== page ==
by Emma Ritch
| August 27th 2009
Plymouth, Wis.-based Orion Energy Systems (Nasdaq:OESX) said today that the U.S. Patent and Trademark office granted the company its 22nd patent for energy efficient lighting technology.
Shares of Orion were up nearly 3 percent to close at $3.24 today. Orion’s shares have a 52-week range of $2.68 to $7.30.
Orion designs, manufactures and deploys energy management systems made up of high-performance, energy-efficient lighting platforms, intelligent wireless control systems and solar technology.
Orion sells its high-intensity fluorescent, or HIF, lighting system to commercial and industrial customers, estimating it increases the quality of light while cutting the cost of electricity by 50 percent when replacing traditional high intensity discharge, or HID, fixtures. That’s accomplished through proprietary attributes, including the aluminum frame, side and front ventilation, and patented, roll-formed reflector that optimize the way heat is conducted and radiated, and the way light is harvested, the company said.
The most recent patent was awarded for a modular lighting platform that simplifies installation and allows for the addition of energy saving technologies in the future—a market that Orion said could be driven by utilities increasing the price of electricity or enacting real-time pricing. Typical lighting systems would require re-wiring to add controls …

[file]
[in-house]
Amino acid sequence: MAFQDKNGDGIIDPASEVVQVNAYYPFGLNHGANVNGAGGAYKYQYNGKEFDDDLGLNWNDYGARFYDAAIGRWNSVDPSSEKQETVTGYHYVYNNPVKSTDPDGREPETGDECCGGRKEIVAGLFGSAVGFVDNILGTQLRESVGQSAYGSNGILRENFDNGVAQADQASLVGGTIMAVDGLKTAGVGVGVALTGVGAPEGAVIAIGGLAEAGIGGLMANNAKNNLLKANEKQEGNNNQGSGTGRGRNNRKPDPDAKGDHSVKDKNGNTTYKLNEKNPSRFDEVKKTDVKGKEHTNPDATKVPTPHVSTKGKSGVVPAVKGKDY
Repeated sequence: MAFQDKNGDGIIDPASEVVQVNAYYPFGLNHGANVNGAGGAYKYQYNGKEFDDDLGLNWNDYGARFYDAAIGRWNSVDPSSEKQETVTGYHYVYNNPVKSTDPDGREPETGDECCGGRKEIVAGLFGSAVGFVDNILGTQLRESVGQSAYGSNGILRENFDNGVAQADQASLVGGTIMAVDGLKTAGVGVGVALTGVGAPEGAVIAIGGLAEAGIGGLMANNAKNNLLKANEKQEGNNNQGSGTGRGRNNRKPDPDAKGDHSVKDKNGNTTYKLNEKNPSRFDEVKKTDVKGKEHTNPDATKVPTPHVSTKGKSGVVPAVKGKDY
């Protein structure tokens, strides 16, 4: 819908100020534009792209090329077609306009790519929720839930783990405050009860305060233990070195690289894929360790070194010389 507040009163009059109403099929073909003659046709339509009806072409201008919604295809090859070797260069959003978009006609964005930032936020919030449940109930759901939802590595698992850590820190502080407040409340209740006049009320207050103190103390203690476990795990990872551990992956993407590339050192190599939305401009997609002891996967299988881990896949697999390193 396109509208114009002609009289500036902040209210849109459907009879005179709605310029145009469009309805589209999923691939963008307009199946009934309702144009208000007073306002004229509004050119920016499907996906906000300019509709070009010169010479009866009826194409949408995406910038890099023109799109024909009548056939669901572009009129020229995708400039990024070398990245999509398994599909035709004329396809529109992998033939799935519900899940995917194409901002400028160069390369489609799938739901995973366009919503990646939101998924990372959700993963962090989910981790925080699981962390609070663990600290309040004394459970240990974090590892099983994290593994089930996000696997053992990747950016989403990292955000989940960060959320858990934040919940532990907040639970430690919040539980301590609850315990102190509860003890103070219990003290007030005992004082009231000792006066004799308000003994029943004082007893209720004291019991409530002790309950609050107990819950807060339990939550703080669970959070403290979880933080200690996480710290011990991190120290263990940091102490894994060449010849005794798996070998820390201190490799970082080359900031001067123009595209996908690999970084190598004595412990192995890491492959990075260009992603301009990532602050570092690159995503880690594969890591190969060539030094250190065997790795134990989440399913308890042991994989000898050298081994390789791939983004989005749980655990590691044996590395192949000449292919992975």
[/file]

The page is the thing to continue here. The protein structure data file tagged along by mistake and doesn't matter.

by Emma Ritch
| August 14th 2009
Two new reports this week gave urgency to efforts to reduce water use in India’s agriculture sector.
First, the Indian government’s State of the Environment report warned: “Groundwater reserves are becoming more and more depleted even as surface water sources become too polluted for human use.”
That was followed by a study in the journal Nature that presented unnerving data on groundwater depletion in India, as viewed by satellites orbiting the Earth as part of NASA’s Gravity Recovery And Climate Experiment. The satellites showed that the water table in India is falling 1.6 inches per year, losing 109 cubic kilometers (88.4 million acre-feet) from August 2002 to October 2008.
The study said the losses were unrelated to weather or climactic features, attributing them instead to to massive pumping of underground water, mostly for irrigating crops. India’s irrigated land tripled to 33.1 million hectares (82 million acres) from 1970 to 1999.
Demand for crops isn’t likely to subside anytime soon, creating a perfect market opportunity for technologies that can reduce the water wasted in the irrigation process. The current practice of flood irrigation consumes large amounts of energy to pump water, much of which is wasted (see Cleantech panel: The days …